In a delightful bit of continuity, this week’s Community picked up with Britta having gotten the results of the personality tests she’d given the group a few weeks prior. And, as always, we get a Halloween theme episode, this time without everyone in costume. (I have to say that I missed getting to see Britta in her aggressively un-sexy animal costume. There’s always next year?)
As her lame pre-party starts up, the first thing Britta does is pull Jeff aside and tell him what has her so worried: one of the test results for the group came back as a strong indicator for homicidal tendencies, just as the lights flicker ominously. The Dean (Hallo-dean?), who comes by to encourage everyone to come to the Halloween dance, tells them the lights are flickering for Halloween atmosphere. And will continue to do so through All Saint’s Day”¦ month.
Back to the potential murderer among them. Britta “Brittas” the situation by testing everyone with a scary story and seeing how they react. After telling a sort of 1950s horror story, what with the madman with a hook hand and the teenagers making out in the car, she asks everyone how the story made them feel. Her story made Abed feel nothing, not because he’s a killer, but because it’s unrealistic and not relatable to the audience. He launches into a scary story of his own, in which he abandons every horror trope in favor of realism. He assures us the people in his story are eventually killed.
Each study grouper then gets a chance to tell a scary story. Annie’s descent into surprisingly explicit gore was reminiscent of her sex scene description from the Dungeons and Dragons episode from last season. These are actually the moments I like Annie the best: when she drops the “perfect Annie” demeanor and really goes for it. (See also: last year’s paintball episode.) Pierce’s wasn’t scary at all but was simply an excuse for him to offend both women and minorities. Shirley’s self-congratulatory rapture story was not scary to any of the non-Christians in the group.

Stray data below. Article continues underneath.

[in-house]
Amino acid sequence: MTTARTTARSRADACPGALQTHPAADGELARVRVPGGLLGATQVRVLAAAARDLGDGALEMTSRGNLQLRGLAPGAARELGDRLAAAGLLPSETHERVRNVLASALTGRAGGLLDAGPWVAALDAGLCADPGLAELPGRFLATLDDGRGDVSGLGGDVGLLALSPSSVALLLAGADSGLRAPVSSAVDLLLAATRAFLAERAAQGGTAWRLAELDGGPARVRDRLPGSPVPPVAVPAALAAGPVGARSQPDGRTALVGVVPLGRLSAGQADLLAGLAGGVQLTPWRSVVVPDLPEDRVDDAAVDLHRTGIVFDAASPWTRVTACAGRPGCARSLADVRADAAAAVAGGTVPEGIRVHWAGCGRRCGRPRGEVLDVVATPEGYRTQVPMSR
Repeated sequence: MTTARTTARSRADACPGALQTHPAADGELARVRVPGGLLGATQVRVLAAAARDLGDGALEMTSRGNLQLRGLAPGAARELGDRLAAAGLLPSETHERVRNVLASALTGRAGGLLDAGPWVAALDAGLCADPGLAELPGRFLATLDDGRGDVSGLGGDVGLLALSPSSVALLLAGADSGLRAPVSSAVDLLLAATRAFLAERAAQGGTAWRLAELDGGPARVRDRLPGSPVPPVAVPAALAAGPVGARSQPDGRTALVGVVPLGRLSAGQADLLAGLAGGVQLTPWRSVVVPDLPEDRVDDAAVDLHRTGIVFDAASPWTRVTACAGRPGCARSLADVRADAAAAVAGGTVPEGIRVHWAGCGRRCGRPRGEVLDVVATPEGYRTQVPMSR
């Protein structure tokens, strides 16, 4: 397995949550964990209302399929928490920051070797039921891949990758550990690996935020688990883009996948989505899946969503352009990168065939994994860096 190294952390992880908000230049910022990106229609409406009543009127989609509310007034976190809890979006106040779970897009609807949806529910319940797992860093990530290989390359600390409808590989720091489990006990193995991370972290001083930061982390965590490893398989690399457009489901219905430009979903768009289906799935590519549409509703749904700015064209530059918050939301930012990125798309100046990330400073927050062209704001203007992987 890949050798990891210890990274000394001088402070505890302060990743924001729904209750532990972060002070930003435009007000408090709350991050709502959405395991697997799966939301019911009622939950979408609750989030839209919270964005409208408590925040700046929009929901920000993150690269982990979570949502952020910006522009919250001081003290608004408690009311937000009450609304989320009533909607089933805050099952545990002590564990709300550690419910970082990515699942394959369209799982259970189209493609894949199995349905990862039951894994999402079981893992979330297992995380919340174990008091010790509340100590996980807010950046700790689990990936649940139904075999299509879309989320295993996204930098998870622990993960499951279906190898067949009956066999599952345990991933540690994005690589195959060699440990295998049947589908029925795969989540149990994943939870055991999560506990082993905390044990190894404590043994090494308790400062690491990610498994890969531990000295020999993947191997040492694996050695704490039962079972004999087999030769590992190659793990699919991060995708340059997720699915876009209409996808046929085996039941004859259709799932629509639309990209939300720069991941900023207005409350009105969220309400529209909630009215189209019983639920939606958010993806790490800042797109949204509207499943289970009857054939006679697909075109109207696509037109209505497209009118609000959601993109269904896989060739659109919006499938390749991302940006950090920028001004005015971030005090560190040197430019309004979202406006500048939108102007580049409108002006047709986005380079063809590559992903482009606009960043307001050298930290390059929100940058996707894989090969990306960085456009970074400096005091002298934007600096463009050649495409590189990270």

Once Annie realizes that Britta ran the test through the feeder backwards, though, everyone relaxes a bit and Britta resolves to re-run the tests. (Did anyone else notice how weird it sounded for them not to use the word Scantron, since it’s a brand name? It was obviously a Scantron! Scantron.)
It turns out that, instead of containing one homicidal person, everyone in the group has some kind of psychological problem, except for one. They decide not to learn who the one “sane” person is so that they can all retain the hope that it’s them. However, in what was apparently supposed to be a sweet moment, we’re told that the sane one is Abed. Of course, that only makes me wonder if Abed’s computer brain just knew how to answer the questions correctly in order to get the “right” result. I guess we’ll never know!
Even though we got a week off between them, did anyone else find it a little tiring to get two “wacky story” episodes in a row that didn’t really do anything to further the action on the show? Do Troy and Britta still like each other? Did Annie move in with the guys? And while we’re at it, it’s worth pointing out that it’s been almost a month since we’ve seen either of the (awesome) new professors, and we haven’t seen (or really even heard about) John Goodman’s awesome air-conditioning repair vice dean since the premiere in early September. It’s nice to see Community doing what it does best, but I was excited to see where they would go with some of the new stuff this season, and the answer so far is “not much.”